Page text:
The Golgi apparatus, a cellular sorting station from which proteins are shipped to various destinations, is considered an autonomous compartment with a stable, permanently localized consignment of enzymes.
But an alternative theory holds that Golgi enzymes cycle back and forth through the endoplasmic reticulum (ER), a way station that precedes the Golgi, using the same vesicular transport system as other proteins.
Now, researchers offer a fresh perspective on the former model of Golgi self-sufficiency, which was based on experiments in which Golgi enzymes were inefficiently retained in the ER in the presence of an ER trap.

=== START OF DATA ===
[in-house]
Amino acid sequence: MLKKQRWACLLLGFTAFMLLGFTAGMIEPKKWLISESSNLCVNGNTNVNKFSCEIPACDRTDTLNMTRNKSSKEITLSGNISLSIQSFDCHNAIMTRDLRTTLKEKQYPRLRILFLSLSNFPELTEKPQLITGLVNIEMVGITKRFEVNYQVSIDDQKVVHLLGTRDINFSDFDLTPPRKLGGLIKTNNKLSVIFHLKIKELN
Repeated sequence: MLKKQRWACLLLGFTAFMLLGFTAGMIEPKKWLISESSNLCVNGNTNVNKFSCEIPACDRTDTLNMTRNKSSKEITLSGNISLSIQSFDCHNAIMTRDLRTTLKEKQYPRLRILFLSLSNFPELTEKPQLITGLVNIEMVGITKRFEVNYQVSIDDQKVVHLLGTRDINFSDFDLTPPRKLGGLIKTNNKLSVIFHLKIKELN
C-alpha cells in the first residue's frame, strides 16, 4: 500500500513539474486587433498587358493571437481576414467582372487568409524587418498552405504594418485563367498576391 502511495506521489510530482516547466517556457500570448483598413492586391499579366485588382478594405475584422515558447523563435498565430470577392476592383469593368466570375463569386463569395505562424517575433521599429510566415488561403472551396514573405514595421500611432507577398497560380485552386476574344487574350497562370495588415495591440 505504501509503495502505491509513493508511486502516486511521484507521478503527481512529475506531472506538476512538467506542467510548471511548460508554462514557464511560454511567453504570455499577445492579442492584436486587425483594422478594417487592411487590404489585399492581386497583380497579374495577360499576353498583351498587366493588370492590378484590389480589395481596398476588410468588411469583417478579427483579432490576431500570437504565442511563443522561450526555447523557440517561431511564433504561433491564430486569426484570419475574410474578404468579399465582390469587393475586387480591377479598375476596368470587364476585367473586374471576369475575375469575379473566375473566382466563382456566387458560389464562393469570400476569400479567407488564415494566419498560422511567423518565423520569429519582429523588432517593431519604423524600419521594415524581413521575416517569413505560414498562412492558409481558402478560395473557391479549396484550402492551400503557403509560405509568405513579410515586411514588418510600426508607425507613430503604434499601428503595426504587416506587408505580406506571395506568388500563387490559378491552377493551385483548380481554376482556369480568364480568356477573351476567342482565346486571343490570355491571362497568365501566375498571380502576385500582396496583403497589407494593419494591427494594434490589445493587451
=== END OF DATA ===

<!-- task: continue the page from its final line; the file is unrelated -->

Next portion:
The authors found that the inefficient retention is attributable to a resident FKBP13 enzyme in the ER, which causes unforeseen competitive protein binding within the ER. Experimentally hindering such competition resulted in redistribution of Golgi enzymes to the ER in the presence of the trap.
Thus, Golgi enzymes likely cycle through the ER, supporting the alternative model in which Golgi biogenesis is dependent on continual exchange with the ER. Using a modified ER trapping assay, the authors found that Golgi enzymes are shipped to the ER in tubular carriers, a process dependent on the transport-associated enzymes Rab6a and cation-independent phospholipase A2.
Further, Golgi fragmentation during microtubule disassembly and cell division likely involves enzyme recycling through the ER, according to the authors.